Thursday, December 18, 2014
“What do you do about students who don’t want to write?”
This time, the question came at a session where we were moderating writing samples, sharing a process designed to create a continuum. It is a question that comes up almost every time I talk with teachers about writing. It is a question that crosses grade levels and gives pause to both beginning teachers and their more experienced colleagues. It is a question that can be phrased in many ways…but essentially asks the same thing.
“How do you handle it when kids just don’t write?”
A big part of my response falls under the category of describing quality. When students are shown what quality can look like, some of that reluctance disappears. Using the gradual release of responsibility (Pearson & Gallagher, 1983), writing moves from ME (the teacher) to WE (shared responsibility) to YOU (the student writing independently).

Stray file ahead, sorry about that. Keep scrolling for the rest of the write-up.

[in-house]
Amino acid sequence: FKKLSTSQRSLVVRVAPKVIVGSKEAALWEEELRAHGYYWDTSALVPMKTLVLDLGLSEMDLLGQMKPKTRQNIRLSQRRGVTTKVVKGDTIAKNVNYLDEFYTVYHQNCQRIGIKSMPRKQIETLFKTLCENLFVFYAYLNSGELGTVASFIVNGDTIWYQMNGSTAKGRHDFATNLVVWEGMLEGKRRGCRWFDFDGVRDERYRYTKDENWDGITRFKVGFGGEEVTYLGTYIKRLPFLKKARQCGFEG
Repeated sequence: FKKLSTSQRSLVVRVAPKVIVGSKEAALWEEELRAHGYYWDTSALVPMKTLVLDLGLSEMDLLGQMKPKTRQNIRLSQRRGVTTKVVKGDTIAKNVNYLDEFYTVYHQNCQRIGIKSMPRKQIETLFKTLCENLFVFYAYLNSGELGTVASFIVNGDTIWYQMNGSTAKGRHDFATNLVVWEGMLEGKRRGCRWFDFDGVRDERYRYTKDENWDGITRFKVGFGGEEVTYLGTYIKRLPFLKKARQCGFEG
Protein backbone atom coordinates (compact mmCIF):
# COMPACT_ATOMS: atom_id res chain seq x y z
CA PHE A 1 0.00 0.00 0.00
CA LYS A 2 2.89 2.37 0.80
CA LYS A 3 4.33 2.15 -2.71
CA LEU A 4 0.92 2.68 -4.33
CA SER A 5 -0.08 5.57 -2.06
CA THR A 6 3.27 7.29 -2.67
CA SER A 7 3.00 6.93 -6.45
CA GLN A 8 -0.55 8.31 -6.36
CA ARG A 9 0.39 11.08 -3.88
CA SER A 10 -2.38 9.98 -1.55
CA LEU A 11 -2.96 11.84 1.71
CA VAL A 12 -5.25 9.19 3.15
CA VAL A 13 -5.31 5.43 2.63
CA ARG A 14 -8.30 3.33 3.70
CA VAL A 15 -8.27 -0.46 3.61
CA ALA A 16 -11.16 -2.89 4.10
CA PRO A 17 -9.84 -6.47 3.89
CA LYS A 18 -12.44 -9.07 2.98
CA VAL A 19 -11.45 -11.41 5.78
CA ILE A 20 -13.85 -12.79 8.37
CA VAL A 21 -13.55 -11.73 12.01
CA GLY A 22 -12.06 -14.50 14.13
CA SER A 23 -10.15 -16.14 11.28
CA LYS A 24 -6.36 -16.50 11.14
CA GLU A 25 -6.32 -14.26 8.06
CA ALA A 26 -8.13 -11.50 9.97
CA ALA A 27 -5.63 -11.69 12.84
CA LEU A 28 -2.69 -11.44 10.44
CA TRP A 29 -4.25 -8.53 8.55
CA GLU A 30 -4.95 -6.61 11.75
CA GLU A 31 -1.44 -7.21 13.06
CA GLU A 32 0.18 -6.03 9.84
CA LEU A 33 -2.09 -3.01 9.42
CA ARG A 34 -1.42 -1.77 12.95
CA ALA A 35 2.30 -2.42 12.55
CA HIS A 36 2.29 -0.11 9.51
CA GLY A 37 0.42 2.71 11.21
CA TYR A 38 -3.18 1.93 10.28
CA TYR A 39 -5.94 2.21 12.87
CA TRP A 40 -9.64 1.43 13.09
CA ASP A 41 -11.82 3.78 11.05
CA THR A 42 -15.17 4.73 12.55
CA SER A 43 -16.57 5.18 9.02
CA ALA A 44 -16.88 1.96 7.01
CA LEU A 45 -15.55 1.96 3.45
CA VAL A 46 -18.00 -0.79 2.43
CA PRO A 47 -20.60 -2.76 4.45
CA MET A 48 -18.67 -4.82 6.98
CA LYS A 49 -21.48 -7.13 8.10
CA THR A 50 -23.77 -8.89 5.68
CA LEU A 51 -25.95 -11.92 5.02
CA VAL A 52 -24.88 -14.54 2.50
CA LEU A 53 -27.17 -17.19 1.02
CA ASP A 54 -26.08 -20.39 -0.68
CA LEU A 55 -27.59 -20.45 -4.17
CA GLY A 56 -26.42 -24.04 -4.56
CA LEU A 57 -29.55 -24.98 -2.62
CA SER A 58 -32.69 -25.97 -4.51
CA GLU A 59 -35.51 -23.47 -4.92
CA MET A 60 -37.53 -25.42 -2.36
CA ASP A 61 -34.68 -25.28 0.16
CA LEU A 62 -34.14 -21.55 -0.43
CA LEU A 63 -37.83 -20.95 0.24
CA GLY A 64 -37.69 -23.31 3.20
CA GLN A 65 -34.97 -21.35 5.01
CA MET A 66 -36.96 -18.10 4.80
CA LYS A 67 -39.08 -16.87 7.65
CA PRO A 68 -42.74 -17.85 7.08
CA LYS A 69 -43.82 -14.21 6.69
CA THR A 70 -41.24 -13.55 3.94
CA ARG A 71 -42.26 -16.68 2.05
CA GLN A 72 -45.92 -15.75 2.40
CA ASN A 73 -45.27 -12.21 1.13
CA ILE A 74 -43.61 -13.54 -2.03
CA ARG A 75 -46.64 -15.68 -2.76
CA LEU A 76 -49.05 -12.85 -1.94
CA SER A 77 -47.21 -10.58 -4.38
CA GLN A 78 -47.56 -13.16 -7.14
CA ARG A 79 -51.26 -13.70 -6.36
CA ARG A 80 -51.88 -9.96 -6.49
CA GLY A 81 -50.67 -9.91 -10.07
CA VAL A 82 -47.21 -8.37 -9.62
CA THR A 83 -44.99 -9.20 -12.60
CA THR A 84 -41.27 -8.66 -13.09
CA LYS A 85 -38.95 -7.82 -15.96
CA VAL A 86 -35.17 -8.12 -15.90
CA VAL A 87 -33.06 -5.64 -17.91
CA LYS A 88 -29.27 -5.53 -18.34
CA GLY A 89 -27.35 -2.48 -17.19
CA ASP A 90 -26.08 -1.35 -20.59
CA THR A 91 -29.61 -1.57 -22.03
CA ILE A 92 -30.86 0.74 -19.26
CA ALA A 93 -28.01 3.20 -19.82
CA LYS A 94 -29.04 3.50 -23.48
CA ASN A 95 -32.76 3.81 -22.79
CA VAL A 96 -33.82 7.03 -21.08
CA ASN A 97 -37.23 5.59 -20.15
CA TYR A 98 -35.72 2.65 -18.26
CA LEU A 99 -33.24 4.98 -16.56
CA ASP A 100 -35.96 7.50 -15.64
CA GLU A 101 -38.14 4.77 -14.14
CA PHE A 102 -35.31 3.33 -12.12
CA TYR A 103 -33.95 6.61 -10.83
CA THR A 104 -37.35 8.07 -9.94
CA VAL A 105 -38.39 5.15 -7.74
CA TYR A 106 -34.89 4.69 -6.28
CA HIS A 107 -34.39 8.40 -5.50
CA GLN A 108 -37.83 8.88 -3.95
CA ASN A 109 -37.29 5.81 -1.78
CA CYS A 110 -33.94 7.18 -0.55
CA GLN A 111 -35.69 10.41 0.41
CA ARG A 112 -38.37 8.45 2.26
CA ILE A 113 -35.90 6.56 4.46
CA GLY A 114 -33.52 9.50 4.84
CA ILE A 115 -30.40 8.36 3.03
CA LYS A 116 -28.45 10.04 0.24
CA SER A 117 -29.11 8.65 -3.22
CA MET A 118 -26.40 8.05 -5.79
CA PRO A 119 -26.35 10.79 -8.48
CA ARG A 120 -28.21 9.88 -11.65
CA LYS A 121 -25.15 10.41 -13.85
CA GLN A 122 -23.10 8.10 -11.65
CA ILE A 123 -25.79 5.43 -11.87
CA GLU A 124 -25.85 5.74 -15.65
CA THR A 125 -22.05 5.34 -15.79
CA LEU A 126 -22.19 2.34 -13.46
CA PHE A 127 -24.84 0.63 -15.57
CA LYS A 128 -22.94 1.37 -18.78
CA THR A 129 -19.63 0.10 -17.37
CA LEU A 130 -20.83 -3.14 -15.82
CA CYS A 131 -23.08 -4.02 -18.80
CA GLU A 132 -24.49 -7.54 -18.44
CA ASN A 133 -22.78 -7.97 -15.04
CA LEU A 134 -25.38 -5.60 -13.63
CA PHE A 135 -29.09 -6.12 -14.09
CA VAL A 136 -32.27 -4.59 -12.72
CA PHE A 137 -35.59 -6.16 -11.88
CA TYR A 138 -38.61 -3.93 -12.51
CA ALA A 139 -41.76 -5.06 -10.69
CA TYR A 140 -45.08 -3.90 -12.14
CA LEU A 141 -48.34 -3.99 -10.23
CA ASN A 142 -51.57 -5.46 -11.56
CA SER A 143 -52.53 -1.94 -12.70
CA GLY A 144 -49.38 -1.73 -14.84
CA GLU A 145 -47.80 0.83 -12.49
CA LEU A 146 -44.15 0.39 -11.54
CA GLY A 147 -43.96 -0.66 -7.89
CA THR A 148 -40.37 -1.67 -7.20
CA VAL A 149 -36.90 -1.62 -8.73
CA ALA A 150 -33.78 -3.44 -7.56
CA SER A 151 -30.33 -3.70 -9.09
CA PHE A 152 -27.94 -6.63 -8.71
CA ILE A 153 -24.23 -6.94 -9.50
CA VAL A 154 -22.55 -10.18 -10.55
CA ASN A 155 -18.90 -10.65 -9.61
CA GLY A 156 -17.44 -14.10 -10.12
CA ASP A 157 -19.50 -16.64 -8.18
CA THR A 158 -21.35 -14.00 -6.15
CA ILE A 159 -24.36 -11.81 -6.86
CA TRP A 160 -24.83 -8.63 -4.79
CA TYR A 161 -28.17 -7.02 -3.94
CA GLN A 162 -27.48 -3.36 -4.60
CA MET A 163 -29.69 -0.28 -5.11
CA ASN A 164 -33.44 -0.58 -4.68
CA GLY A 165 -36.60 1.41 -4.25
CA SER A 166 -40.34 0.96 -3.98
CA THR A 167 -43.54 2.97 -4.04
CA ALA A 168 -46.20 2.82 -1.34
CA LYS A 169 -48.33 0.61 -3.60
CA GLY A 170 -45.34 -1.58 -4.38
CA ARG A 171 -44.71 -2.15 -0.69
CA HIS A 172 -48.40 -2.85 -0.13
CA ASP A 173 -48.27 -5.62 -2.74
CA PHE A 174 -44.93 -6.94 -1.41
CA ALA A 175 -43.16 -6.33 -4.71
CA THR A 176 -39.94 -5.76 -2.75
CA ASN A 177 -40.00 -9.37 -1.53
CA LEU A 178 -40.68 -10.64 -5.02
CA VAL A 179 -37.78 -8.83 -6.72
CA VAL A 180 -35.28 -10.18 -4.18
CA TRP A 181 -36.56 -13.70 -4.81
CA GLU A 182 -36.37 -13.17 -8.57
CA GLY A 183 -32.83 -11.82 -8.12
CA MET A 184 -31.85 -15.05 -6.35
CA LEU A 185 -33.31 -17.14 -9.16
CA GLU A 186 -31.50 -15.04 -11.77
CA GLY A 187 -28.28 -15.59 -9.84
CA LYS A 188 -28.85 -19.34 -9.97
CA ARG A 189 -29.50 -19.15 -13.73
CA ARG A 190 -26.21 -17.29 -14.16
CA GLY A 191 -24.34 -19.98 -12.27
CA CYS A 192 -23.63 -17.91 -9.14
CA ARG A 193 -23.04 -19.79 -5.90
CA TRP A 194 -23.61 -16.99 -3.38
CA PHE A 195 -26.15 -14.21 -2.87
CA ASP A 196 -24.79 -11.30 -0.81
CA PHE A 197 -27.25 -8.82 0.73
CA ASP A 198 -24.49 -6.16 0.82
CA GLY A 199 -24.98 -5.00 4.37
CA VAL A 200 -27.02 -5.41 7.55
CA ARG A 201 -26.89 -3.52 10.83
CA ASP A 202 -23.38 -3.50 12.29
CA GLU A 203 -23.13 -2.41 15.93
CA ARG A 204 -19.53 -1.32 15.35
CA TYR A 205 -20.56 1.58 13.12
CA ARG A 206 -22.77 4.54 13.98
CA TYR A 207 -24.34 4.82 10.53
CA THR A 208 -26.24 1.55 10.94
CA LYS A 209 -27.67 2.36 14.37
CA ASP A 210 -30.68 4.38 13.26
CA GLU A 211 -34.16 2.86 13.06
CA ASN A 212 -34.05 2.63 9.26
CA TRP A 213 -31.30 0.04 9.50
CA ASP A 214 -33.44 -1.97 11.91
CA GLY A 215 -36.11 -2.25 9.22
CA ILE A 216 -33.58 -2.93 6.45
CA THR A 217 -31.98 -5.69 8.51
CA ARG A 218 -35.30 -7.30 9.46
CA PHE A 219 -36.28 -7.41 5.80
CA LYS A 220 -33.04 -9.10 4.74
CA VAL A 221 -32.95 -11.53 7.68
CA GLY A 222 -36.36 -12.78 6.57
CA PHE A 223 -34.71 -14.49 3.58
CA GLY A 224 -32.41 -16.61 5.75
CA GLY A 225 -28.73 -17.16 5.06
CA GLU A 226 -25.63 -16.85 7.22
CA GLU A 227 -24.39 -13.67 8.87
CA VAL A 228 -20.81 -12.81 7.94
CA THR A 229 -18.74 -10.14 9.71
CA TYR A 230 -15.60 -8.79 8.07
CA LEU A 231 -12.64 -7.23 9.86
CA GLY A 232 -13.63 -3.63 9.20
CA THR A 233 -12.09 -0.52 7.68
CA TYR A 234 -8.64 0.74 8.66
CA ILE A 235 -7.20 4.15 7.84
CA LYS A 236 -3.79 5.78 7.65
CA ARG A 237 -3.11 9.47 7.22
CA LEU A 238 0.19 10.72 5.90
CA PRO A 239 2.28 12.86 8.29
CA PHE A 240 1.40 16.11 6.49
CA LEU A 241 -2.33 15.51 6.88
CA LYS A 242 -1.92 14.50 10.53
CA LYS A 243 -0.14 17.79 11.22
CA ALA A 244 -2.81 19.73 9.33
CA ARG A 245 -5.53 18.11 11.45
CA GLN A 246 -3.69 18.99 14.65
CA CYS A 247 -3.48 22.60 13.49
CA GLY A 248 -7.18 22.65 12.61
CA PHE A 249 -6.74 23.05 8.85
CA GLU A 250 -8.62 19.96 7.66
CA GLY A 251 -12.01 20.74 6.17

I use two very important strategies for showing my students what writers do.
To learn more about this, we invite you to read Brenda’s latest blog post “Inspiring All Students to Write.”
You may also want to learn more about how Brenda and her co-authors, Ruth Gauvreau and Gerry Hector, applied the idea of providing descriptions of quality to professional learning. Chapter 3 of their book Lesson Study: Powerful Assessment and Professional Practice describes what they did and how you might apply their process to your context. You can find this resource in our estore.
All our best for the holiday season,
Brenda, Anne, and Sandra